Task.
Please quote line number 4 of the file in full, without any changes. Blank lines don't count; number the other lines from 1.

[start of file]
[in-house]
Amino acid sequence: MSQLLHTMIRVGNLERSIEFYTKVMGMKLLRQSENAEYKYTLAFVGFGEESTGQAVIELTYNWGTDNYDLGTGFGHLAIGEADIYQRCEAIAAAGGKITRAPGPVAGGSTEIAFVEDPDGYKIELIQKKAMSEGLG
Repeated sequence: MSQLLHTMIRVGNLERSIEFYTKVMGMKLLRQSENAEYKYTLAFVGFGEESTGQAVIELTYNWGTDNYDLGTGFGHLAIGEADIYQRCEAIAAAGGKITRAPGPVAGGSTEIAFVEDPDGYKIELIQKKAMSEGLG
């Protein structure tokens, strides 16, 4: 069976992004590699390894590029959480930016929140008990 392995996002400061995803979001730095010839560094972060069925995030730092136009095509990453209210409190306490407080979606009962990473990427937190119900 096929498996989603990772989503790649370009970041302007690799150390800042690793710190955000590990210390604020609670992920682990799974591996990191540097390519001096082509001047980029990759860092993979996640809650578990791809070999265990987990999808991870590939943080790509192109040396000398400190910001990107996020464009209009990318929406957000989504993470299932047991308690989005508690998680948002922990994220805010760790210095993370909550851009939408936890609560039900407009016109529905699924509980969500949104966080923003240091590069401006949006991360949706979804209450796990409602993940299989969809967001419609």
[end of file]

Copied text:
């Protein structure tokens, strides 16, 4: 069976992004590699390894590029959480930016929140008990 392995996002400061995803979001730095010839560094972060069925995030730092136009095509990453209210409190306490407080979606009962990473990427937190119900 096929498996989603990772989503790649370009970041302007690799150390800042690793710190955000590990210390604020609670992920682990799974591996990191540097390519001096082509001047980029990759860092993979996640809650578990791809070999265990987990999808991870590939943080790509192109040396000398400190910001990107996020464009209009990318929406957000989504993470299932047991308690989005508690998680948002922990994220805010760790210095993370909550851009939408936890609560039900407009016109529905699924509980969500949104966080923003240091590069401006949006991360949706979804209450796990409602993940299989969809967001419609």